before I read pillsbury, I thought the chinese ruling class, looked around after the shambles of mao’s cultural revolution, what was the alternative, they saw capitalism, but the form that appealed to them, was the so called robber barrons, they were ultimate pragmatists that didn’t care about labor and environmental standards, I think they saw some good aspects of the kuomingtang former running dog capitalists, but they didn’t want to admit it,
      I think I mentioned at one point, the second bourne book, where the villain was the son of kuomingtang leader, it was ludlum’s away to explain deng zhaopings turnabout, since maoism even had purchase among fmr theatre managers,
      certainly among asia area experts like john king fairbanks, and orville schell, fox butterfield who has justifiably come under fire, for different reasons, has shown a little awarenesss

      since pillsbury, I think it’s more they want to use capitalism to achieve marxist goals. lets remember that patrice cullers is just the front person for thousand currents carefully orchestrated extortion scheme which is headed by susan rosenberg, who was part of the maoist may 19th revolutionary movement,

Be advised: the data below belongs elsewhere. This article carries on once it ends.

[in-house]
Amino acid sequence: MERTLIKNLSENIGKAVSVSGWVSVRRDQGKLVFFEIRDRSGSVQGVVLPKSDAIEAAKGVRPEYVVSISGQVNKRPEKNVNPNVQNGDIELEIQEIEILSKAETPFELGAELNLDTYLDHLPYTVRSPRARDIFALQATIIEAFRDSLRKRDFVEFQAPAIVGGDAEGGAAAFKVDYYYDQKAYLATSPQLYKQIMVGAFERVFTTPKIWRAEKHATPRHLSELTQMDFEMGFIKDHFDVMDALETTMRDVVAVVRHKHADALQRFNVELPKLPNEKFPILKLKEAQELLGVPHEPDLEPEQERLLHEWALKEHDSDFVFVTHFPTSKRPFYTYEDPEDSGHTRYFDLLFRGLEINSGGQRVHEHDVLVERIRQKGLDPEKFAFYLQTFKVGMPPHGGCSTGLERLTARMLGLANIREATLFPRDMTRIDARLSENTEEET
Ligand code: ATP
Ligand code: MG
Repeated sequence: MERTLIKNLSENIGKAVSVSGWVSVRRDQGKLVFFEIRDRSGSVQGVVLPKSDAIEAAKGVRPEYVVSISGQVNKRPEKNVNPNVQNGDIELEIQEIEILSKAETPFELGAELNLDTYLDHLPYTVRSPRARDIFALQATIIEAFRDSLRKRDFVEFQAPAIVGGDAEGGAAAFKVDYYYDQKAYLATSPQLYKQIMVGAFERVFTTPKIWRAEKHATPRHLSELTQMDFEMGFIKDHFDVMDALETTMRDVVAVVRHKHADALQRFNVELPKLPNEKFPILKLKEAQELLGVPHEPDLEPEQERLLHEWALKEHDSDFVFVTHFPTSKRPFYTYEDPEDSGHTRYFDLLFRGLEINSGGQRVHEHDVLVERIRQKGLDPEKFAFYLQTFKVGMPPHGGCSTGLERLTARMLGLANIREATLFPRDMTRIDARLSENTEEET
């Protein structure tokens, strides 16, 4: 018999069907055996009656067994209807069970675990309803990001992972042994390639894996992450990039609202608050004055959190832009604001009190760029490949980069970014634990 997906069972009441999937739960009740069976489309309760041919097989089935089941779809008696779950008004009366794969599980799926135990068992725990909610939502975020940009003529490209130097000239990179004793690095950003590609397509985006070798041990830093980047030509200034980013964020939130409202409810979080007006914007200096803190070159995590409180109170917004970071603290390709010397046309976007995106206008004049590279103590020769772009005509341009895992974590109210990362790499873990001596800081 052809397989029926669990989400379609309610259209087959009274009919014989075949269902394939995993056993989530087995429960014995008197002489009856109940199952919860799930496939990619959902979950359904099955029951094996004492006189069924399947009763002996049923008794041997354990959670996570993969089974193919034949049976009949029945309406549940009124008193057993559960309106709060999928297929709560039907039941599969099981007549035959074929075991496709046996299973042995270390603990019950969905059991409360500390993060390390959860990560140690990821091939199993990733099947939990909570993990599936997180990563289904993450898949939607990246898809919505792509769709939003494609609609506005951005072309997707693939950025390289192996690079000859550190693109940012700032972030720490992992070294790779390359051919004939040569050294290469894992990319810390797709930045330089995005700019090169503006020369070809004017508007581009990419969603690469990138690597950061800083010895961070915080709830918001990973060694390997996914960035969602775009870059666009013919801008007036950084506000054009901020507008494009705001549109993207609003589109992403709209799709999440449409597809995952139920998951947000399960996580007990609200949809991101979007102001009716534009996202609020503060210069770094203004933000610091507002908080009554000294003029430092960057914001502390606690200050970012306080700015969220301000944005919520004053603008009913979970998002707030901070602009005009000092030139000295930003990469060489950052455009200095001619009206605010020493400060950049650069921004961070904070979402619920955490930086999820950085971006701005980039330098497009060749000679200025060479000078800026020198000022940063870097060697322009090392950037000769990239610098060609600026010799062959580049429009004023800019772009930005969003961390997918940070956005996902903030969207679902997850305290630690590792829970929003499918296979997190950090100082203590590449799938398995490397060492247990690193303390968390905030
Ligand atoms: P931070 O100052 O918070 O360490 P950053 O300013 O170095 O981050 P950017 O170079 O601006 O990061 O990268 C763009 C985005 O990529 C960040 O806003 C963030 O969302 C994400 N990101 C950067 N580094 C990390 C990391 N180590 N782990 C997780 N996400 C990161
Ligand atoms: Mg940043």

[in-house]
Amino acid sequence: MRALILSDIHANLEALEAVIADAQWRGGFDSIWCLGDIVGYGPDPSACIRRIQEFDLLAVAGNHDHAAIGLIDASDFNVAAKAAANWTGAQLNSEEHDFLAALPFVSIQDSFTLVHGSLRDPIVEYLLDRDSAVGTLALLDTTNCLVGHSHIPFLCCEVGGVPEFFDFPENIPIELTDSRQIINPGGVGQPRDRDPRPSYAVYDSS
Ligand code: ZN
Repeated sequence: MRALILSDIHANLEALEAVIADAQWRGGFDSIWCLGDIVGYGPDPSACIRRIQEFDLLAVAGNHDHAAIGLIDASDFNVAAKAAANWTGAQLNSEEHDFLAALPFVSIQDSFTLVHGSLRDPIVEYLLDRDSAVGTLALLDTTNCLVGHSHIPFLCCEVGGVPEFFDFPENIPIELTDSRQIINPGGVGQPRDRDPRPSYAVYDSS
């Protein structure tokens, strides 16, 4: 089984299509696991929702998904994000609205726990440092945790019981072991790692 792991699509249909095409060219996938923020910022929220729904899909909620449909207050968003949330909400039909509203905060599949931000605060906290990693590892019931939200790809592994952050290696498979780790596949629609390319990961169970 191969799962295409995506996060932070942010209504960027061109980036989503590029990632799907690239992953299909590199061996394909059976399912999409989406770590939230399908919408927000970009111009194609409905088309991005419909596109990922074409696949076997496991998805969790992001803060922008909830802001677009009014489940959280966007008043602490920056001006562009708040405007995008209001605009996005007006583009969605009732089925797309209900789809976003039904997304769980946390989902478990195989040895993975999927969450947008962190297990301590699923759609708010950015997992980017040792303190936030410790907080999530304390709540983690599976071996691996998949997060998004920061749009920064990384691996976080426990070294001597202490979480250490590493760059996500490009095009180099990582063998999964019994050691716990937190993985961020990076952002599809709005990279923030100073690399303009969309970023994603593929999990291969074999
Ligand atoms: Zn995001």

26. Mike K Says:

      I’m willing to concede that the present CCP ruling class are competent. Their problem is that their children are mostly Hunter Biden clones. I learned quite a bit from my Chinese medical student. Her mother was high class, a professor at Beijing U. Her father was a Physicist working as an auto mechanic because he was Christian. She went to medical school in the US so she could get her parents out of China. She said there is no retirement system there.